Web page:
I’ve recently added a library to my arduino code that I thought was useful, so I’m sharing it with the world.
https://github.com/iplayfast/TimedServo

It allows you to move a servo at a speed slower then “as fast as possible”

It works by first calling SetAngle
void SetAngle(int newGoal, unsigned long thisTime, unsigned long goalTimeFromNow_);

which calculates the time it should take to go through each angle to the new goal.
Then periodically call Update with the current time, to see if the servo is moved.
bool Update(unsigned long currentMillSec);

It depends on the Arduino supported servo library.

Quickie laser cut snowflakes

This is a slightly different version of a post I wrote on my own site, jaymis.net, modified for the Kwartzlab crowd.

It’s that time of year! Christmas! I have put together a tutorial on how to make some quick snowflake decorations.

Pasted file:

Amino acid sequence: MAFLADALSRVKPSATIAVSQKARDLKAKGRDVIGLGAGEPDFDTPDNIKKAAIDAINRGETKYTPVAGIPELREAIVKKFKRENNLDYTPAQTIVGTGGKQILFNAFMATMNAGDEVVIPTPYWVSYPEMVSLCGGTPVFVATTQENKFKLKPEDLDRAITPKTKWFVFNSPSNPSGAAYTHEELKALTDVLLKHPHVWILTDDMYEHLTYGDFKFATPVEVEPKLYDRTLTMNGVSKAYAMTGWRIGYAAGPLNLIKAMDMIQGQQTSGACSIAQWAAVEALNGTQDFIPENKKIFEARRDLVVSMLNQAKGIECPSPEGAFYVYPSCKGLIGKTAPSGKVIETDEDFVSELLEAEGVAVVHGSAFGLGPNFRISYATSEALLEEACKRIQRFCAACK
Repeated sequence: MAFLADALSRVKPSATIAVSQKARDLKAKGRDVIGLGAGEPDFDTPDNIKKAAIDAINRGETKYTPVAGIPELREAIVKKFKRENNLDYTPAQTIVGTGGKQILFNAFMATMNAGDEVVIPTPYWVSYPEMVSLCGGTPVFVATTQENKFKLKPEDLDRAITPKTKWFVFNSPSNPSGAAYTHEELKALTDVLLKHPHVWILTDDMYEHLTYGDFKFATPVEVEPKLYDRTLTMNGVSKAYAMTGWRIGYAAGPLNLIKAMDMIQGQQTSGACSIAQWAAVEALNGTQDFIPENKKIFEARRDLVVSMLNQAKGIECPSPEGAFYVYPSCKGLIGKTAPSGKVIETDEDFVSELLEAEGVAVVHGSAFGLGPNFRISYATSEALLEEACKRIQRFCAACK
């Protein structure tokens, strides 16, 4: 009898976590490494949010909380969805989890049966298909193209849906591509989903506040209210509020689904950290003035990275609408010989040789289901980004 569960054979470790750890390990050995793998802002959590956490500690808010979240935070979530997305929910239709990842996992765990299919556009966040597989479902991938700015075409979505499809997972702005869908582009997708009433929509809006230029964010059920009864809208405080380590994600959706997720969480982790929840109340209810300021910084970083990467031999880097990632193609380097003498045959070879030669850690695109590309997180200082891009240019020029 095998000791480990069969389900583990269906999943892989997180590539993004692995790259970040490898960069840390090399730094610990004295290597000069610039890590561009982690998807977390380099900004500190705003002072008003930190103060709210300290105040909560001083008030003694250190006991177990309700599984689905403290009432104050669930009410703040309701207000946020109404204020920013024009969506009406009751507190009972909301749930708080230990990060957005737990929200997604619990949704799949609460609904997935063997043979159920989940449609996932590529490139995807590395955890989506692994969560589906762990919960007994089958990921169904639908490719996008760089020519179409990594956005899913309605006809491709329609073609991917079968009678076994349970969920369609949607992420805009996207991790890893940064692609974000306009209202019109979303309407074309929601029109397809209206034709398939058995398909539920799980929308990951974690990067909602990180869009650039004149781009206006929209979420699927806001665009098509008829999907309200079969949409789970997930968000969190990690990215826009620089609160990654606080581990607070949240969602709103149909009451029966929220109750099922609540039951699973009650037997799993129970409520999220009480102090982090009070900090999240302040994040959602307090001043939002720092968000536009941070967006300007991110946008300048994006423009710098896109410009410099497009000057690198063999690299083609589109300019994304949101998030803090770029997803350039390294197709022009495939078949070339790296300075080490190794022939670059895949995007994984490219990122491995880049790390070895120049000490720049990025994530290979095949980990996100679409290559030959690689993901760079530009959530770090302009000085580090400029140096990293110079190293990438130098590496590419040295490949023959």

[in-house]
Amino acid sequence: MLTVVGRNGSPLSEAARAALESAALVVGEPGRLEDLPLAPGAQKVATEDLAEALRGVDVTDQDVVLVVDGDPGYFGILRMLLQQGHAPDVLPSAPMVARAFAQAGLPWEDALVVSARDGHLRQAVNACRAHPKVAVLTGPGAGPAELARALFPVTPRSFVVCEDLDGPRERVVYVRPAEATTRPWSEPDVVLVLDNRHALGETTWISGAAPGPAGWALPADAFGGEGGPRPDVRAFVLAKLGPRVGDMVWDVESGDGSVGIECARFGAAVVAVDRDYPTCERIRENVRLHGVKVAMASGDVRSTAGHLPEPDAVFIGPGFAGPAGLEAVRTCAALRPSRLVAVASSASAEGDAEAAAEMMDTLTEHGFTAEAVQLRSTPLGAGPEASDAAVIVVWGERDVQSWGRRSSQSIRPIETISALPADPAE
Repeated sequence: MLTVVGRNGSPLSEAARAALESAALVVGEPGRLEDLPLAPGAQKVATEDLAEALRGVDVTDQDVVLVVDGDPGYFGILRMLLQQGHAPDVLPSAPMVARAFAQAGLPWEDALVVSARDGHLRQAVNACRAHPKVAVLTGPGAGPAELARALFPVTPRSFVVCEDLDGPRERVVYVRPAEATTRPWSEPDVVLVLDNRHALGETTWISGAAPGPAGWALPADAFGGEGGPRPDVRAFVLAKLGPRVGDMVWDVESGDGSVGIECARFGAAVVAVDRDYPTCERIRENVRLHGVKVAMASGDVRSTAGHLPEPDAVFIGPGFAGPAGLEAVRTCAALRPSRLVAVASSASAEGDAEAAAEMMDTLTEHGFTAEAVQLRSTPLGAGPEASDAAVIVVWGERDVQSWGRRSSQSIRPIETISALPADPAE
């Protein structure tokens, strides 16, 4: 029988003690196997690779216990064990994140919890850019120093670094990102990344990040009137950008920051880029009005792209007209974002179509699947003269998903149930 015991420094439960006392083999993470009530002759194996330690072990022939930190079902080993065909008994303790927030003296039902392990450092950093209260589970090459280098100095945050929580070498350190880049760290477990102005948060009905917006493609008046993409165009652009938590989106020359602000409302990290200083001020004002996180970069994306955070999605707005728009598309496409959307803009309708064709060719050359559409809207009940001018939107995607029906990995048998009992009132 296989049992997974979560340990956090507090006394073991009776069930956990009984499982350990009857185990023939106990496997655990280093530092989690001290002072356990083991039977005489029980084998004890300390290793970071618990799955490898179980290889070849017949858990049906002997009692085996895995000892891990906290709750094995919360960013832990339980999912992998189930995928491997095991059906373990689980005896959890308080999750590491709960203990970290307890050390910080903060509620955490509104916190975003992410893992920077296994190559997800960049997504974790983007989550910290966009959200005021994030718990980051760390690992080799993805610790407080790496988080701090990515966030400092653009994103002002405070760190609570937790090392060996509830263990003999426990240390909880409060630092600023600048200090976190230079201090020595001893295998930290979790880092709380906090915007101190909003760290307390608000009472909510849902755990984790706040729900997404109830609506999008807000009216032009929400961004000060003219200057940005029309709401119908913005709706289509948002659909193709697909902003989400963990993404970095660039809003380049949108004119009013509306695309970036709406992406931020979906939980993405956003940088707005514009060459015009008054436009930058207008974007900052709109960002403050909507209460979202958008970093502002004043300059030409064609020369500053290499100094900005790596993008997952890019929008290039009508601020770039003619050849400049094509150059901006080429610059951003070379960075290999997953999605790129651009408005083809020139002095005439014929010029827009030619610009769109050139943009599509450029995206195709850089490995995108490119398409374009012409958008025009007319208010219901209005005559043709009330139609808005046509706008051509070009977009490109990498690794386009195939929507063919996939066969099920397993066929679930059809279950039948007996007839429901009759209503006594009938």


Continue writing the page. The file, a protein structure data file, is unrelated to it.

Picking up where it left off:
You will need:

First off, go to http://paulkaplan.me/SnowflakeGenerator/. Warning: this site is addictive, you may spend waaay too much time here.

Quickie laser cut snowflakes

Every line and corner between Noon and 2 o’clock has a tiny circle that allows to you bend and stretch the snowflake. Changing any of these dots and it is repeated six times overall. Play with them a while until you’ve made a snowflake you are happy with. For this activity, the only caveat you need to consider is cutting a slot to make it a 3D snowflake, and that requires a little extra material down the snowflake’s centre.

Quickie laser cut snowflakes

Click on “Save as SVG” to download the snowflake’s file to your computer.

Quickie laser cut snowflakes

Open up the downloaded snowflake file in Inkscape. It is all black. We need to change that to be just an outline to make it laser friendly.

Quickie laser cut snowflakes